The underlying dispute in Perez involved whether or not mortgage loan officers employed by financial institutions are subject to minimum wage and overtime rules established by the Wage and Hour Division of the Department of Labor. Although the Department had initially concluded informally that these employees were not exempt, after the agency amended its regulations in 2004 it issued a new opinion letter in 2006 concluding that these employees were exempt. However, in 2010, the Department again reversed its position in a sub-regulatory interpretative letter. The MRA contended that the 2010 letter was inconsistent with the 2004 regulation and argued that in order to make the change, the agency was required to follow notice-and-comment procedures. The district court granted summary judgment to the Department of Labor, but the D.C. Circuit reversed, only itself to be reversed by the Supreme Court.
The Perez case highlights the differences between substantive regulations and interpretive rules. Substantive regulations require public notice, an opportunity for comment, and publication of a final version in the Federal Register with an explanation of the basis and purpose of the final regulation. Final regulations are deemed to be binding on the agency and interested parties, and are treated by courts as having the force and effect of law. Interpretive rules are sub-regulatory publications intended to advise the public of the agency’s interpretation of the statutes and regulations it administers, but are exempt from the requirement that the agency provide prior public notice and an opportunity to comment. As a result, interpretive rules do not have the force of law and are not binding.
In reaching its decision in Perez, the Court relied on a 1978 case that held that courts cannot require agencies to adopt rulemaking procedures that are stricter than the rulemaking procedures set out in a statute, an existing agency regulation, or in the Constitution. Without expressing an opinion on the wisdom of the judicially-crafted procedures that the D.C. Circuit sought to impose, the Court concluded that the responsibility for creating additional rulemaking procedures rests with Congress and the Executive Branch, but not with the judiciary.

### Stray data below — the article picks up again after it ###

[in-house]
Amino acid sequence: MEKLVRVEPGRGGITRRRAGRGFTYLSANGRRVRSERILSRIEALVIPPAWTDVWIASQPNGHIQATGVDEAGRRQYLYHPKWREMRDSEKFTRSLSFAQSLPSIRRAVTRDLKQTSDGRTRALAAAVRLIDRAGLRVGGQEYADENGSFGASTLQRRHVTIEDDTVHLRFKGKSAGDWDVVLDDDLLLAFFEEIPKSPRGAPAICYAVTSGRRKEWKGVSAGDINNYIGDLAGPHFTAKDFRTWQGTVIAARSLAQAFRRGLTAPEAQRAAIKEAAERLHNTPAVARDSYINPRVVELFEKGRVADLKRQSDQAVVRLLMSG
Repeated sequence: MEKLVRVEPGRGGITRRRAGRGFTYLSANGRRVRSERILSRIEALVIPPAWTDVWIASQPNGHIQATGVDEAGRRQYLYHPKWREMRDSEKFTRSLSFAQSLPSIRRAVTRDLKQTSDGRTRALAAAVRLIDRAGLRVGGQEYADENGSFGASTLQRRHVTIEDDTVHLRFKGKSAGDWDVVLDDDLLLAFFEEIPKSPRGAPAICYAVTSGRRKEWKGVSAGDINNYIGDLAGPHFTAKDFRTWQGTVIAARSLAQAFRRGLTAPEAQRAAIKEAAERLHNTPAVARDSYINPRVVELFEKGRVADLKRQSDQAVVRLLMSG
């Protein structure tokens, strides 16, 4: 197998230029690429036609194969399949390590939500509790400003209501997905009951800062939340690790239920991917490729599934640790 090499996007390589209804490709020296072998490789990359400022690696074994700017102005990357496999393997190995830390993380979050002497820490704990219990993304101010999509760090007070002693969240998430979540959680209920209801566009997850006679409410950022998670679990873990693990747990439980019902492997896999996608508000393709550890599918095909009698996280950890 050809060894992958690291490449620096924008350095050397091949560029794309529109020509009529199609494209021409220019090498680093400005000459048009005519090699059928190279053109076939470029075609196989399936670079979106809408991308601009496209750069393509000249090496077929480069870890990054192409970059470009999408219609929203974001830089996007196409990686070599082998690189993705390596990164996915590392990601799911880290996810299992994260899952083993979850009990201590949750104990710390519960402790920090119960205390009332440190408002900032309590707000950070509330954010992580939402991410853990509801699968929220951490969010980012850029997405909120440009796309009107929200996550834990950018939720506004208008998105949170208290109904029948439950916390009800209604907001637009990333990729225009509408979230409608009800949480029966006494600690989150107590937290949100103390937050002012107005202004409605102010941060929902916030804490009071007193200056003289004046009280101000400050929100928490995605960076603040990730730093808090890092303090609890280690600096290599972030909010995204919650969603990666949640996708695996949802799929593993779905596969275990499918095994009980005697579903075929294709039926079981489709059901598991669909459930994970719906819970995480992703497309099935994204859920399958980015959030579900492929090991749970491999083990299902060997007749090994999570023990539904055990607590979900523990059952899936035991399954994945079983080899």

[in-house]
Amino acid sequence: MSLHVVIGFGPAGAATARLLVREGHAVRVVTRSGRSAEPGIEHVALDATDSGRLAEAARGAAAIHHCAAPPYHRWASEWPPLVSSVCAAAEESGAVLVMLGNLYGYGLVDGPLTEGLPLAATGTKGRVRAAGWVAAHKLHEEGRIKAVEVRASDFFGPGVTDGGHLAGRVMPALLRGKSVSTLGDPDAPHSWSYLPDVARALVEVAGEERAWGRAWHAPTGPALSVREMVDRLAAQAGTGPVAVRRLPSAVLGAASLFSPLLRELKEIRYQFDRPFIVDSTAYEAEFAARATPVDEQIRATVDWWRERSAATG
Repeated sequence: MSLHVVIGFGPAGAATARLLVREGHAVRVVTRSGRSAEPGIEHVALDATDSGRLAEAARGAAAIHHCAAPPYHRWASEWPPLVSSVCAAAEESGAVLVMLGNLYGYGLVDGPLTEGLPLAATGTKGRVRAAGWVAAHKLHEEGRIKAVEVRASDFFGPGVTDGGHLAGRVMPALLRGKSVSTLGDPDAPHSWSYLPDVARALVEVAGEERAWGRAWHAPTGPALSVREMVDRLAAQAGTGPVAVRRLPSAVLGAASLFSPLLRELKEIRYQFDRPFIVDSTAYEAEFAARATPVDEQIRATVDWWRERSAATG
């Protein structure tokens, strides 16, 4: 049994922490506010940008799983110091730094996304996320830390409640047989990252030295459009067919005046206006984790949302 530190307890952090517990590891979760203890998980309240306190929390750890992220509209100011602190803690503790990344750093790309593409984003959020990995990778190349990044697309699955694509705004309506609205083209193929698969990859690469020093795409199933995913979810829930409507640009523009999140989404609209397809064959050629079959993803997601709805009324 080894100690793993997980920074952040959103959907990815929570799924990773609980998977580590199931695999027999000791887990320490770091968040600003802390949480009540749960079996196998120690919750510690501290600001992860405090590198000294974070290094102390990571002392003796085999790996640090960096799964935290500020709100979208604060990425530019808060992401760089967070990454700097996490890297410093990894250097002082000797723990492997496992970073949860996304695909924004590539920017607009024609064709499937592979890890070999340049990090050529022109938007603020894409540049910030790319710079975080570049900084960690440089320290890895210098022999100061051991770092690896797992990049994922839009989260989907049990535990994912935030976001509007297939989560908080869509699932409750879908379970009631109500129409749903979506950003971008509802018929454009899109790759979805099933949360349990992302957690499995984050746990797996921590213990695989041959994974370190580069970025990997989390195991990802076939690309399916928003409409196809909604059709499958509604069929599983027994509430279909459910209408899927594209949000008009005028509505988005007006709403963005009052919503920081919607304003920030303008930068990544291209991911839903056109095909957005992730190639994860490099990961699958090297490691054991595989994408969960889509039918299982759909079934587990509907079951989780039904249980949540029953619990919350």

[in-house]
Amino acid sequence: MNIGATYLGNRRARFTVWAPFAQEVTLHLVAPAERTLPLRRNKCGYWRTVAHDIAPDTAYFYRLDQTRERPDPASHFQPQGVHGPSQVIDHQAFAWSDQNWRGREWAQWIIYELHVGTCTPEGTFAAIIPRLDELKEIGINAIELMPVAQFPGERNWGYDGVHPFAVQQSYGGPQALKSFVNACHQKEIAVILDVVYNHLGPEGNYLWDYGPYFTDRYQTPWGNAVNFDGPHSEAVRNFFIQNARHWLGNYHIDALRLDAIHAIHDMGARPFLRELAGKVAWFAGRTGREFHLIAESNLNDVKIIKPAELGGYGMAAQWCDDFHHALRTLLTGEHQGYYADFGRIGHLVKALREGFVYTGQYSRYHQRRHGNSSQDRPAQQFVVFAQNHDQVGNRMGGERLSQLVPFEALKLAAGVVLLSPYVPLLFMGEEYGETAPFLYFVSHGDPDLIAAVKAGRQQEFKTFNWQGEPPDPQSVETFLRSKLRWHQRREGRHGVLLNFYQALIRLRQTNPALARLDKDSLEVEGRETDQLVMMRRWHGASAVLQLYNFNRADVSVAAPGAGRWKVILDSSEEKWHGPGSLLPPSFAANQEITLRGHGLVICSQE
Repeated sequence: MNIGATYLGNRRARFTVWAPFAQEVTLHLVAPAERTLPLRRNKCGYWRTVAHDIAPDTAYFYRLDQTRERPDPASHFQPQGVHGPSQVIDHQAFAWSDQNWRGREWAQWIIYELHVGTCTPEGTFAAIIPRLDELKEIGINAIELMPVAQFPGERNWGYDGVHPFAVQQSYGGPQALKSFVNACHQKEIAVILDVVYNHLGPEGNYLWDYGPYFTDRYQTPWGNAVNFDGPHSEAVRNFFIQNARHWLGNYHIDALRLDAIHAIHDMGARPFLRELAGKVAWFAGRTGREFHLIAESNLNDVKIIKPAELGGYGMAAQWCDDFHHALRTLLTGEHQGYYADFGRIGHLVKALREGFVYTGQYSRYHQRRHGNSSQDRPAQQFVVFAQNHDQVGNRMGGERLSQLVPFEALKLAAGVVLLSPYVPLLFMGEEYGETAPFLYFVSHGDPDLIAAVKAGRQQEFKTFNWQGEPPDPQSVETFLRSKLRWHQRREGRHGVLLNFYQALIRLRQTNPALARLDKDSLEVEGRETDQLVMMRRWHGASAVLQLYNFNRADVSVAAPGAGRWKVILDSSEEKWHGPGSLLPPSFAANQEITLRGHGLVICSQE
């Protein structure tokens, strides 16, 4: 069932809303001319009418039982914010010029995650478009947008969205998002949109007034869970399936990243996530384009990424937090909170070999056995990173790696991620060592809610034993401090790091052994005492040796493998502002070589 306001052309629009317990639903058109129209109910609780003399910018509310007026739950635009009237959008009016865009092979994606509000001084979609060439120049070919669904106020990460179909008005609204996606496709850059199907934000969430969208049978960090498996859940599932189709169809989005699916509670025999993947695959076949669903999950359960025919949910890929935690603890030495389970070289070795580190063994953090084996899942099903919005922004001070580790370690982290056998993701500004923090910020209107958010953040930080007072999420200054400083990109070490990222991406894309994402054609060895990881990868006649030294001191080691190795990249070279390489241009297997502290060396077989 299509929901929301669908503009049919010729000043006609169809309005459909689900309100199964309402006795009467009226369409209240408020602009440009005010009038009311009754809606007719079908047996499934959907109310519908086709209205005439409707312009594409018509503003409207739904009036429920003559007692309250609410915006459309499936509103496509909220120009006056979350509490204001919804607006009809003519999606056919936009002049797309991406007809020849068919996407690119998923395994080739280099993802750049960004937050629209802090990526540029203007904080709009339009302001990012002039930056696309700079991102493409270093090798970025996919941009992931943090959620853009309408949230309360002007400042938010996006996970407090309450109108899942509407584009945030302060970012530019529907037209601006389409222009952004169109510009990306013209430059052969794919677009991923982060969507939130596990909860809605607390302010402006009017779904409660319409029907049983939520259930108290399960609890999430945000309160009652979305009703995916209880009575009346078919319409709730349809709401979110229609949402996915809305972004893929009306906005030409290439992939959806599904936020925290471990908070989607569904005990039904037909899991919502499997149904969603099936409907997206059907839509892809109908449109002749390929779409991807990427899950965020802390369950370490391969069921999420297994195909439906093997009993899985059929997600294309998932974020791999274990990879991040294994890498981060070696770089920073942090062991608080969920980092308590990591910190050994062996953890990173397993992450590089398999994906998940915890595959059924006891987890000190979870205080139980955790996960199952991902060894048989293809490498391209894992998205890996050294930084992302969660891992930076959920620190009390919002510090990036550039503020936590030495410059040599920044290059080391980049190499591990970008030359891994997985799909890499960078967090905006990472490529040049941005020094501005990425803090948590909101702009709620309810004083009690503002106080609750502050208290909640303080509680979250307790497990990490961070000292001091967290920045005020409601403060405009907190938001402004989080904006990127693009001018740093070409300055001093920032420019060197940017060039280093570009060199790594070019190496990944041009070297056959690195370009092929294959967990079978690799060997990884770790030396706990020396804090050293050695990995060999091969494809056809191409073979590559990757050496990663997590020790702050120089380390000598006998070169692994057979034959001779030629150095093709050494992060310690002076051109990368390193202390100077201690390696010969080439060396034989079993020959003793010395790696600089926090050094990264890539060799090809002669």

Although the Perez decision clarifies the procedures that all federal agencies must follow when they amend or repeal interpretive rules, the decision did not address the still unsettled distinction between substantive regulations and interpretive rules.
Epstein Becker & Green works frequently with clients that are participants in the health care and labor and employment areas of the economy. We note that the regulatory agencies that regulate in these areas are among the most active and prolific in issuing what they argue are “interpretive” rules, many of which change status quo policies. Now that the Supreme Court has freed these agencies from the strictures of notice-and-comment rulemaking when they attempt to undertake such activities, it is incumbent upon those affected to challenge that classification where they can and otherwise to seek active participation in the process.